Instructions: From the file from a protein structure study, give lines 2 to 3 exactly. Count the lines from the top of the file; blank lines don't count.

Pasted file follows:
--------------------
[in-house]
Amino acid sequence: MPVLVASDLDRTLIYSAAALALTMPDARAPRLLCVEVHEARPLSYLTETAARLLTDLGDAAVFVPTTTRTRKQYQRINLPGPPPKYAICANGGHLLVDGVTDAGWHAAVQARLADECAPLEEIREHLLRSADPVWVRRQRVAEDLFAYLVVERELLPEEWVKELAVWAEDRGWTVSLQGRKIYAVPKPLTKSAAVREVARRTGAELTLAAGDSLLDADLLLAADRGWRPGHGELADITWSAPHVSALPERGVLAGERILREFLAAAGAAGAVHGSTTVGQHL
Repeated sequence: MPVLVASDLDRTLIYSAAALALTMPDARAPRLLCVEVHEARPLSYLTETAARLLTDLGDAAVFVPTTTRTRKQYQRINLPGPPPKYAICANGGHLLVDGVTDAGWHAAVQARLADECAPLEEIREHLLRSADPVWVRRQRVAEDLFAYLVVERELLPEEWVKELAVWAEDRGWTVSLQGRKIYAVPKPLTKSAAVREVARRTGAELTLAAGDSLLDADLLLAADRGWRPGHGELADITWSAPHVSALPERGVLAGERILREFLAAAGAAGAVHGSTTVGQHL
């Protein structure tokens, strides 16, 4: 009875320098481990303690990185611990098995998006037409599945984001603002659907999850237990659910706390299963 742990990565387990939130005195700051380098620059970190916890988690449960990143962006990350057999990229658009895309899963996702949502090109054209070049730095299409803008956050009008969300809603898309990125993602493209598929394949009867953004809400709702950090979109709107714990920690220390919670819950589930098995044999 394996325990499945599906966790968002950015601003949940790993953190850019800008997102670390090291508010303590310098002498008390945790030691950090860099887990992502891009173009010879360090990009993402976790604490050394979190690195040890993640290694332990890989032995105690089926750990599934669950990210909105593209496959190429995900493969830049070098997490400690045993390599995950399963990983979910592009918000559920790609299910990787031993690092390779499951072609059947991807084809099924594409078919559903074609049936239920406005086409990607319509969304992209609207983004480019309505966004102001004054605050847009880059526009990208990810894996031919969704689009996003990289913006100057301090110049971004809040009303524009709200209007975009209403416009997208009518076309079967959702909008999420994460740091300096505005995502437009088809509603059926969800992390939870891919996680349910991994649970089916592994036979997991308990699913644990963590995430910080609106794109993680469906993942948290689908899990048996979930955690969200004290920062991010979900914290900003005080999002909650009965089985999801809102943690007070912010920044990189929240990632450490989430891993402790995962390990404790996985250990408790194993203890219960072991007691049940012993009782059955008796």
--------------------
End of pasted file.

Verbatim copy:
Amino acid sequence: MPVLVASDLDRTLIYSAAALALTMPDARAPRLLCVEVHEARPLSYLTETAARLLTDLGDAAVFVPTTTRTRKQYQRINLPGPPPKYAICANGGHLLVDGVTDAGWHAAVQARLADECAPLEEIREHLLRSADPVWVRRQRVAEDLFAYLVVERELLPEEWVKELAVWAEDRGWTVSLQGRKIYAVPKPLTKSAAVREVARRTGAELTLAAGDSLLDADLLLAADRGWRPGHGELADITWSAPHVSALPERGVLAGERILREFLAAAGAAGAVHGSTTVGQHL
Repeated sequence: MPVLVASDLDRTLIYSAAALALTMPDARAPRLLCVEVHEARPLSYLTETAARLLTDLGDAAVFVPTTTRTRKQYQRINLPGPPPKYAICANGGHLLVDGVTDAGWHAAVQARLADECAPLEEIREHLLRSADPVWVRRQRVAEDLFAYLVVERELLPEEWVKELAVWAEDRGWTVSLQGRKIYAVPKPLTKSAAVREVARRTGAELTLAAGDSLLDADLLLAADRGWRPGHGELADITWSAPHVSALPERGVLAGERILREFLAAAGAAGAVHGSTTVGQHL